How we can all create meaningful change.
We’ve made strides to reduce our reliance on virgin plastics and are taking new steps to address the plastics we use in our products, but we can’t do it alone. Changing industry practices requires action on the individual, business and government levels. Here are some ways you can help:
What you can do Simply put, buy less and demand more. Reject the concept of fast fashion, buy responsibly made and durable gear only when needed and shop used if possible—then wear it, repair it and pass it on once you no longer need it.
But the activism doesn’t end in your closet. Ask your favorite brands how they’re thinking about their plastic use and what they’re doing to mitigate it. Are they switching to renewable energy sources? Prioritizing recycled materials? Being transparent about their supply chain and footprint?
Come election time, use the power of your vote. Elect leaders who are committed to addressing the climate crisis through targeted measures like cutting fossil fuel subsidies and investing in green energy.
What businesses can do Shifting an entire industry calls for collaboration. We share the names of many of our supply chain partners so other companies can invest in those secondary waste streams and amplify the effort. Other tangible steps include eliminating virgin petroleum sources from products, aligning with financial partners who are committed to a global energy transition and supporting grassroots organizations whose communities are most impacted by the climate crisis.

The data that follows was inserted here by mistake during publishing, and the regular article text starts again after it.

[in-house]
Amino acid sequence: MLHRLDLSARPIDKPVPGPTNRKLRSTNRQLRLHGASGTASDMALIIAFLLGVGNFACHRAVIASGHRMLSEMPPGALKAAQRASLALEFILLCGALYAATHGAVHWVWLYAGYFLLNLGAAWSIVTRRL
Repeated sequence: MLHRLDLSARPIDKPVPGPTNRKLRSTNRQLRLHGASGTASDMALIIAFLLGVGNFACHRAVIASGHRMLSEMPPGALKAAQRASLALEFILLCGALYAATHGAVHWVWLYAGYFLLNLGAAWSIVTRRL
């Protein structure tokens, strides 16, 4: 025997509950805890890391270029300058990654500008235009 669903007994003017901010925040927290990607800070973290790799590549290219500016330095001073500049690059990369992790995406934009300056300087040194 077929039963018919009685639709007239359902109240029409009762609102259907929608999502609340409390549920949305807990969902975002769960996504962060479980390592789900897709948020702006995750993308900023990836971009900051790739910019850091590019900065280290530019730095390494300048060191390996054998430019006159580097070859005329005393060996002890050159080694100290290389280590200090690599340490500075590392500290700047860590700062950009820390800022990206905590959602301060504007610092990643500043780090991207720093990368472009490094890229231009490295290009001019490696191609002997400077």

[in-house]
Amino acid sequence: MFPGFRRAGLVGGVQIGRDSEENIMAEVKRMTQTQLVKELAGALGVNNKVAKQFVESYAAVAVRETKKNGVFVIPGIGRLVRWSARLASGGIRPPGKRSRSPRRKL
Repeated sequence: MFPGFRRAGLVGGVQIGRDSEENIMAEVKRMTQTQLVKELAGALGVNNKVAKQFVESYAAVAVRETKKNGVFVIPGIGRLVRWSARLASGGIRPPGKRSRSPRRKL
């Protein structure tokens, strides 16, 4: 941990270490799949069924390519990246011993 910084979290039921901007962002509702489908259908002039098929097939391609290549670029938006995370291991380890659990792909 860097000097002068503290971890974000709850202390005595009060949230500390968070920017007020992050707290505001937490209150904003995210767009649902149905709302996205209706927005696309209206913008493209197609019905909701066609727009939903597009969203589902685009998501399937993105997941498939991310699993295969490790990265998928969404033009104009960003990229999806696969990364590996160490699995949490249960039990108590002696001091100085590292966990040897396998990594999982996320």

What governments can do Building and scaling broader, more meaningful legislation and regulation is critical to creating systemic change in the way our clothes are made, transported and treated after they’ve been worn. Measures like decreased tariffs for recycled and organic materials, documenting and disclosing supply chains (where clothes are made and who is making them), and incentives for companies who adopt materials from organic or recycled inputs won’t just create transparency. These laws and regulations would hold companies accountable for their impact and drive the urgent changes that the industry needs.